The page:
4. Another simple (but possibly less obvious) corollary to the second item is, water shoulderstand is generally harder to maintain than water handstand. This is because more of your body volume is submerged when doing shoulderstand than handstand, and the buoyant force on your body is proportional to the volume of water you displace. I can only keep my shoulderstand underwater in very shallow water, or where there is something I can push up against (like a handrail) to resist buoyancy.
  5. Remember that buoyancy (unlike viscosity) is unidirectional: it only does work vertically. This can be important in pools, since they mostly have hard walls. When you fall into a wall, your motion is approximately horizontal, so you’ll only get a bit of force-reduction from viscosity but none from buoyancy. Net: if you’re working on your water chops in a pool, try to stay away from the walls, at least until you’re reliably stable.

Enough preparation: time to dive in. Below, I discuss water handstand/handwalk specifically, but much of the following is applicable to other asanas:

  1. Start by practicing in navel-deep water. Move to slightly deeper or shallower water as needed, until the duration of your handstands is limited only by your breath (or lack thereof). Use buoyancy to practice adjusting (and reacting to changes in) your hand position, the location of your center of mass relative to your hands, spinal curve, etc. Find the maximum depth at which you can keep your hands planted on the bottom (more below), and increase it.
  2. Start handwalking paths of constant depth. Key for this, as with “normal” walking (on your feet, on land), is getting the feel of off-balancing oneself (only slightly!) to ease (just enough!) propulsion in the desired direction. In many pools the direction of a path of constant depth will be perpendicular to the direction of the slope of the pool’s bottom, so practice traversing your paths of constant depth in both directions, to get the feel of how the slope changes your balance. More importantly, practice at different depths to get the feel of how the differing buoyancy changes how you move.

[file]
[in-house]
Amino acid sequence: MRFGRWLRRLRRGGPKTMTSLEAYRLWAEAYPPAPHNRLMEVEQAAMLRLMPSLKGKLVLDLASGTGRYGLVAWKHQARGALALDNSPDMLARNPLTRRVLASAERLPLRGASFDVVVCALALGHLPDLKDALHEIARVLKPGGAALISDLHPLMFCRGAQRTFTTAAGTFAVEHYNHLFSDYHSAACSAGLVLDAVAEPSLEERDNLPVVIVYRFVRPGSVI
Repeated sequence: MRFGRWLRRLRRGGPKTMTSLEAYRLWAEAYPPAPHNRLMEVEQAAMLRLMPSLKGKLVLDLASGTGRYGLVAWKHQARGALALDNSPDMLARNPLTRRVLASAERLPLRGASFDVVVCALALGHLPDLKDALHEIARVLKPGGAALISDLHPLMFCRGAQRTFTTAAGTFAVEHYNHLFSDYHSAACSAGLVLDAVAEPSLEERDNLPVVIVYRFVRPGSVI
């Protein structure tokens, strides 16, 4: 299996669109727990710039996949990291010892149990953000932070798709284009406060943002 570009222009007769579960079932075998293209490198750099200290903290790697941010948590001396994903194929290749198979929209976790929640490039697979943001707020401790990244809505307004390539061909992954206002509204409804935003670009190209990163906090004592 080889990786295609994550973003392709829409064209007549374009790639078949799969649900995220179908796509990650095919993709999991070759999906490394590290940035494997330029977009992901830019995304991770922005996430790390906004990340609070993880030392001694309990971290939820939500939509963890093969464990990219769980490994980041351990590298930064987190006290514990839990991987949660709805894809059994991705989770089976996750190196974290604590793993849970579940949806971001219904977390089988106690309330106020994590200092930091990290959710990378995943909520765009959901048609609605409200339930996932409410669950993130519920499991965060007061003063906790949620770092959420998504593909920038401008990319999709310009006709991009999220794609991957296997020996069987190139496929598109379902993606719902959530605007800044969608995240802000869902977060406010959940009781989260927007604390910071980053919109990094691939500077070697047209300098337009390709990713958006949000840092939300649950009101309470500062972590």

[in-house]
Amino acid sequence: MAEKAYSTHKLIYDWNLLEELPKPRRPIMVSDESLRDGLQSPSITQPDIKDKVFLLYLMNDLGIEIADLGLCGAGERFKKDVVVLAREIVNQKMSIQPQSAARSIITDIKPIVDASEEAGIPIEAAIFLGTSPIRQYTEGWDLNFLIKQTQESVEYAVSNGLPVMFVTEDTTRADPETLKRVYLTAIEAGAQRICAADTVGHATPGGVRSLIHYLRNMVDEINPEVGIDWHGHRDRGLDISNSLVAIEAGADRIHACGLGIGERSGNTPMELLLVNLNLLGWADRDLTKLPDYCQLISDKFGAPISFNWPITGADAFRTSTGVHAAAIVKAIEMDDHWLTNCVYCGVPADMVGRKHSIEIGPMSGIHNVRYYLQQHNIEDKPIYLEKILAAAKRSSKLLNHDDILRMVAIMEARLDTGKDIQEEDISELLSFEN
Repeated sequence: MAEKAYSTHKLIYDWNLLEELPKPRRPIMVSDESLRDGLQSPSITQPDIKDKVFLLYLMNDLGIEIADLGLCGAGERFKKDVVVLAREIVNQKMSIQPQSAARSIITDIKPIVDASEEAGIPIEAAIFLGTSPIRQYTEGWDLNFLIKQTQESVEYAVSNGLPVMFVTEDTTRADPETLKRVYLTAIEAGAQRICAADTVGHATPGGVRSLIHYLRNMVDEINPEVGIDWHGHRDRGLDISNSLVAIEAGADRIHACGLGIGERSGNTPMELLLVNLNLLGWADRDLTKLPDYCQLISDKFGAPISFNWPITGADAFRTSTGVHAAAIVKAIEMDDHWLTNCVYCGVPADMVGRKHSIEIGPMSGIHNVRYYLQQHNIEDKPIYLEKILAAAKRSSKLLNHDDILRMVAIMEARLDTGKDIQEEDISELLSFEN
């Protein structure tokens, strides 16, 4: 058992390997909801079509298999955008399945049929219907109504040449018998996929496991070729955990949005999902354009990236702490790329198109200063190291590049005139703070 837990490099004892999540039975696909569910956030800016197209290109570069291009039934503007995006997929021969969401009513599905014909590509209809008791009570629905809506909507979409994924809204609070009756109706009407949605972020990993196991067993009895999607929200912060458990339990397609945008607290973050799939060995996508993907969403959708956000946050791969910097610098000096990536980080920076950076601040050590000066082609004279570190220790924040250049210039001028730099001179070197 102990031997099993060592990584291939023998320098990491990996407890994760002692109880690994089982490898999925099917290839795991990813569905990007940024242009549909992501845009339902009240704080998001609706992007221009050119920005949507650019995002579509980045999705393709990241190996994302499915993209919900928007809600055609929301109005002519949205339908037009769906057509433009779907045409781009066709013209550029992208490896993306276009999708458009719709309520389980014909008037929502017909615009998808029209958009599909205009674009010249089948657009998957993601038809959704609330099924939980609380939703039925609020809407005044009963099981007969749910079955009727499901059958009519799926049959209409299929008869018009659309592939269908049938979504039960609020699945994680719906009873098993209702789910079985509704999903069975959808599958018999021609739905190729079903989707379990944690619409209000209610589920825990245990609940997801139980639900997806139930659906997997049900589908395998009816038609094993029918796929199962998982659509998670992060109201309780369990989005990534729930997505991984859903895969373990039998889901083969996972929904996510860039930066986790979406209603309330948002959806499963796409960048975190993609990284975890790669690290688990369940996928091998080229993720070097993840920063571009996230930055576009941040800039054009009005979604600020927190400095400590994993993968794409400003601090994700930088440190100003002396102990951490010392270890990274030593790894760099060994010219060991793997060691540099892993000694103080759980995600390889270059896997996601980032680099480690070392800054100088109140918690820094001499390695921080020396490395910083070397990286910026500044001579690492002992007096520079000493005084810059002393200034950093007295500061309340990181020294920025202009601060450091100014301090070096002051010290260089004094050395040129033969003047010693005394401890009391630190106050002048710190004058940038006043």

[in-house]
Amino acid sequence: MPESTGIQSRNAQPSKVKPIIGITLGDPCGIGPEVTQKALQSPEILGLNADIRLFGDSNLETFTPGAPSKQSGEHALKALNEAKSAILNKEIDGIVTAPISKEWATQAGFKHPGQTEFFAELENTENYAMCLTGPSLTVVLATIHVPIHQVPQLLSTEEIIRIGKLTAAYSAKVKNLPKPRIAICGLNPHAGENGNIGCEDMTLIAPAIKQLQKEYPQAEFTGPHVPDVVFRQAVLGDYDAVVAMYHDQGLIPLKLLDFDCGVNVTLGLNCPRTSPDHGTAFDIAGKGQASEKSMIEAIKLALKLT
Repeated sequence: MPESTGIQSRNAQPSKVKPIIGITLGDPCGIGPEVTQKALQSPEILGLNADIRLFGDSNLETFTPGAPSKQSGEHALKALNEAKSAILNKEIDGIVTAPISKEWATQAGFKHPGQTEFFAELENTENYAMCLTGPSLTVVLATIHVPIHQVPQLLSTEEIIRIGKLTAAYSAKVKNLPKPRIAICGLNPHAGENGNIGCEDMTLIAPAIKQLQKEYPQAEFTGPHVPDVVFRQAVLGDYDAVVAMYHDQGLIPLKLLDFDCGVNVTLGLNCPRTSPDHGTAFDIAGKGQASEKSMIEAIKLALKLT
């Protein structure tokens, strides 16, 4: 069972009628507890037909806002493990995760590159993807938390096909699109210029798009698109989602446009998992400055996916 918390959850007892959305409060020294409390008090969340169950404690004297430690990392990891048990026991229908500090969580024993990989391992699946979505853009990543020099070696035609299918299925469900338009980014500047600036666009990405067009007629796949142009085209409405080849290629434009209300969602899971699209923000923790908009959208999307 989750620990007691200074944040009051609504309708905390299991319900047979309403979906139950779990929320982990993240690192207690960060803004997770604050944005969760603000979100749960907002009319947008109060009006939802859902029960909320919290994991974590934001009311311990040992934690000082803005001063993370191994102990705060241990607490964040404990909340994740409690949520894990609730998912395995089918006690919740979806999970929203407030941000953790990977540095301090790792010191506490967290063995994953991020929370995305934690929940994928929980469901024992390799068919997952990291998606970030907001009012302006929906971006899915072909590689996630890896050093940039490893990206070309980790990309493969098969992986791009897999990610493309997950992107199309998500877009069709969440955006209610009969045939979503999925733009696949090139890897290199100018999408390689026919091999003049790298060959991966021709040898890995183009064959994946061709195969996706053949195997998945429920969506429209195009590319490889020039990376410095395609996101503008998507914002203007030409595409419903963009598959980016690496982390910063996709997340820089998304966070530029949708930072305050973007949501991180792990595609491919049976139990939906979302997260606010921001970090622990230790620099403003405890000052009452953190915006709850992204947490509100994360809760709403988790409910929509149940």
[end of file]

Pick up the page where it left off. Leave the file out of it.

3. Do “handwalk laps.” In rectangular pools one can define a “lap rectangle.” One side of your lap rectangle is given by the two corners (as near to the wall as you can safely go) at the shallowest end of the pool. You define the other side of your lap rectangle by identifying two points (also near the wall) at your maximum depth. To “handwalk lap” is then merely to traverse that lap rectangle. Go both directions, and do the diagonals.
  4. Extend your points of maximum depth–or, as Ti would say, “go deeper.” I find working in deeper water (between navel- and neck-deep while standing normally) takes both more and less work:
    • I put more effort into “the plant,” i.e., getting my hands down and my weight on them. Technique for planting in shallower water is essentially identical to that used out of water: bend over and let gravity “do the work.” In deeper water, I must put significantly more effort into reaching the bottom with sufficient force to stay down despite buoyancy.
    • I put less effort into “the stick,” i.e., getting my hips and legs straight and above my arms and trunk. In shallower water, as on land, this works against gravity. (And when one’s ass is as big as mine, that’s serious work 🙂 In deeper water, this works with buoyancy; as a result, in water up to my neck, if I put more than the slightest effort into straightening my legs up, my hands lift off the bottom and I float free. The answer is, use less effort: to paraphrase one of my teachers, “Never do something when nothing will do.”

Eventually I seek to “graduate” to land handwalk. I’m not there yet, but, in my water practice, I can now

  • feel, for extended periods, the differing modes of balance produced by changing the position of my legs/hips relative to my arms/trunk
  • deliberately “off my balance,” and then regain it, without falling over. Which is, after all, what walking is: losing and regaining one’s balance in a chosen direction.

And, with minimal time devoted to a seriously-fun practice, you can too. Enjoy!

1 © 2015 Tom Roche. This article (latest full version probably here) is made available and licensed under the Creative Commons Attribution 4.0 International License. These terms and this work are independent from Ti‘s blog, to which different terms may apply.